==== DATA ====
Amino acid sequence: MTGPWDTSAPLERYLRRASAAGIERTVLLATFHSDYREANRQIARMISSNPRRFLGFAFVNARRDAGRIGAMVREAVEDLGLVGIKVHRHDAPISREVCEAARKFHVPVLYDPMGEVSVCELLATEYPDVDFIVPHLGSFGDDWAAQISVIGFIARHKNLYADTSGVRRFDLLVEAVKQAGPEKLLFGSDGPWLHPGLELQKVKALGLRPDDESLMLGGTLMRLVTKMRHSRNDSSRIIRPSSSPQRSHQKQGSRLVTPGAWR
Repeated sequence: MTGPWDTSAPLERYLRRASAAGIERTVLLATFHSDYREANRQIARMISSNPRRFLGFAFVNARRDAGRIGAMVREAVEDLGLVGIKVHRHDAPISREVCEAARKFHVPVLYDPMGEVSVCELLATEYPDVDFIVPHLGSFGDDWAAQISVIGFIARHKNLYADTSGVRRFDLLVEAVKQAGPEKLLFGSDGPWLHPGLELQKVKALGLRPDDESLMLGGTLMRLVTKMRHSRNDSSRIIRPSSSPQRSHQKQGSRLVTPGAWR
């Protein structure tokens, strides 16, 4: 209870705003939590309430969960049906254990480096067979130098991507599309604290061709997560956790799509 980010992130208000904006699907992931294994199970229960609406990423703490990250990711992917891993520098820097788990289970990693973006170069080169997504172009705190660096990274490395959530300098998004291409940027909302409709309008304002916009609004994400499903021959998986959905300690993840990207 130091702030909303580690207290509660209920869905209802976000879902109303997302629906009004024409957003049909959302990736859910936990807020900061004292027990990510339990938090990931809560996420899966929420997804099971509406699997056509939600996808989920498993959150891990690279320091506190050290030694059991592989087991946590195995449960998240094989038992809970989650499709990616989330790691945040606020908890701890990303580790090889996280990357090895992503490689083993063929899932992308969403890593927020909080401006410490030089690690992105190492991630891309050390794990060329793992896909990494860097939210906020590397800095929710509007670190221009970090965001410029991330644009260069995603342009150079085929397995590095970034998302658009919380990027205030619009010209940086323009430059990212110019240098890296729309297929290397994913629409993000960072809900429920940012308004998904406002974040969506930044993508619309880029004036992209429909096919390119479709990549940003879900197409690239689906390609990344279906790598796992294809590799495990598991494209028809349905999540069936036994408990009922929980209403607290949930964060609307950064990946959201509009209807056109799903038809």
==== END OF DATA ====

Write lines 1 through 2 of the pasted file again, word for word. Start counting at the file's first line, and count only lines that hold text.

Amino acid sequence: MTGPWDTSAPLERYLRRASAAGIERTVLLATFHSDYREANRQIARMISSNPRRFLGFAFVNARRDAGRIGAMVREAVEDLGLVGIKVHRHDAPISREVCEAARKFHVPVLYDPMGEVSVCELLATEYPDVDFIVPHLGSFGDDWAAQISVIGFIARHKNLYADTSGVRRFDLLVEAVKQAGPEKLLFGSDGPWLHPGLELQKVKALGLRPDDESLMLGGTLMRLVTKMRHSRNDSSRIIRPSSSPQRSHQKQGSRLVTPGAWR
Repeated sequence: MTGPWDTSAPLERYLRRASAAGIERTVLLATFHSDYREANRQIARMISSNPRRFLGFAFVNARRDAGRIGAMVREAVEDLGLVGIKVHRHDAPISREVCEAARKFHVPVLYDPMGEVSVCELLATEYPDVDFIVPHLGSFGDDWAAQISVIGFIARHKNLYADTSGVRRFDLLVEAVKQAGPEKLLFGSDGPWLHPGLELQKVKALGLRPDDESLMLGGTLMRLVTKMRHSRNDSSRIIRPSSSPQRSHQKQGSRLVTPGAWR